Umka thought it best that he and his fellows should not approach the craft, as he might not be able to restrain them in the presence of these others whom they had not promised to protect; so we thanked him and bade him good-bye, and he and his weird companions melted into the forest.
None of the three on the ship had noticed our approach, and we were quite close to her before they discovered us. They greeted us enthusiastically as two returned from the dead. Even Ur Jan was genuinely pleased to see me.
The assassin of Zodanga was furious with Gar Nal because he had broken his oath; and now, to my astonishment, the fellow threw his sword at my feet and swore eternal fealty to me.
“Never in my life,” he said, “have I fought shoulder to shoulder with such a swordsman, and never shall it be said that I have drawn sword against him.”
I accepted his service, and then I asked them how they had been able to maneuver the ship to this point.
“Zanda was the only one who knew anything about the mechanism or its control,” explained Jat Or; “and after a little experimenting, she found that she could operate it.” He looked proudly at her, and I read much in the smile that passed between them.
“You seem none the worse off for your experiences, Zanda,” I said; “in fact, you appear very happy.”
“I am very happy, Vandor,” she replied, “happier than I ever expected to be in my life.”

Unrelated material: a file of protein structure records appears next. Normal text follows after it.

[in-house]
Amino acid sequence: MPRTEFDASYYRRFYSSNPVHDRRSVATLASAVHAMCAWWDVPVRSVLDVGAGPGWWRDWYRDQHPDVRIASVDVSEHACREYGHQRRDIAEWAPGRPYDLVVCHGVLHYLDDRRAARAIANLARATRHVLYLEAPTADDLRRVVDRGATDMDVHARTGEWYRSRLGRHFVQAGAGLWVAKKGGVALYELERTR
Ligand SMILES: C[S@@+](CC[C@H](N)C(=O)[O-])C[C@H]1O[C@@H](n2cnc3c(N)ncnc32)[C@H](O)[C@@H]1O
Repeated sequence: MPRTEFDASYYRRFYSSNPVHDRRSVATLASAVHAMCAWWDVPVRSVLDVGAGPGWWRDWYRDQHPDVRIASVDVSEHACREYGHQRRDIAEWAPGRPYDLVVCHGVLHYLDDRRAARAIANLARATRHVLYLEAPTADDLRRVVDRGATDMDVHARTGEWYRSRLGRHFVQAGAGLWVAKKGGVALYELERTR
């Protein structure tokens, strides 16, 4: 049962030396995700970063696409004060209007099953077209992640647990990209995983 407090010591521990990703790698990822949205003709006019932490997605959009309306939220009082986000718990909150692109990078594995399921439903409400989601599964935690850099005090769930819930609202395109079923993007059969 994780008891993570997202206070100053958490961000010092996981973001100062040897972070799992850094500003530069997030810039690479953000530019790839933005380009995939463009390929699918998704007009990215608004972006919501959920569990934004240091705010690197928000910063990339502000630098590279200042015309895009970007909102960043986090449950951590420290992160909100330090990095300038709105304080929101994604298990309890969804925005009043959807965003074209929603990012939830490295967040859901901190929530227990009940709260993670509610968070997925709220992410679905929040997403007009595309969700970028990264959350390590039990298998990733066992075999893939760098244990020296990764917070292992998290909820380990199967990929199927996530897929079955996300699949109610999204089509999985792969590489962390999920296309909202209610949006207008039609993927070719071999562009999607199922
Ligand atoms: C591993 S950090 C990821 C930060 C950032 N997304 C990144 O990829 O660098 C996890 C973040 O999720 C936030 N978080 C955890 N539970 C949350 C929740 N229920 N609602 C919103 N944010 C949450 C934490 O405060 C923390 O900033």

She emphasized the word Vandor, and I thought that I detected a smile lurking deep in her eyes.
“Is your happiness so great,” I asked, “that it has caused you to forget your vow to kill John Carter?”
She returned my bantering smile as she replied. “I do not know anyone by the name of John Carter.”
Jat Or and Ur Jan were laughing but I could see that Ozara did not know what it was all about.
“I hope for his sake that you never meet him, Zanda,” I said, “for I am rather fond of him, and I should hate to see him killed.”
“Yes,” she said, “I should hate to kill him, for I know now that he is the bravest man and the truest friend in the world—with possibly one exception,” she added, with a sly glance at Jat Or.
We discussed our situation at length, and tried to make plans for the future, and at last we decided to act upon Ozara’s suggestion that we go to Domnia and enlist the aid of her father. From there, she thought, we might more easily conduct the search for Gar Nal and Dejah Thoris.
I shall not take up your time with an account of our journey to Ozara’s country or of the welcome that we received at the hands of her father and the strange sights that we saw in this Thurian city.
Ozara’s father is the jeddak of Domnia. He is a powerful man, with political affiliations in other cities of the nearer moon. His agents are everywhere among the peoples with whom his country has relations, either amicable or otherwise; and it was not long before word reached him that a strange object that floated in the air had become disabled and had been captured in the country of Ombra. In it were a man and a woman.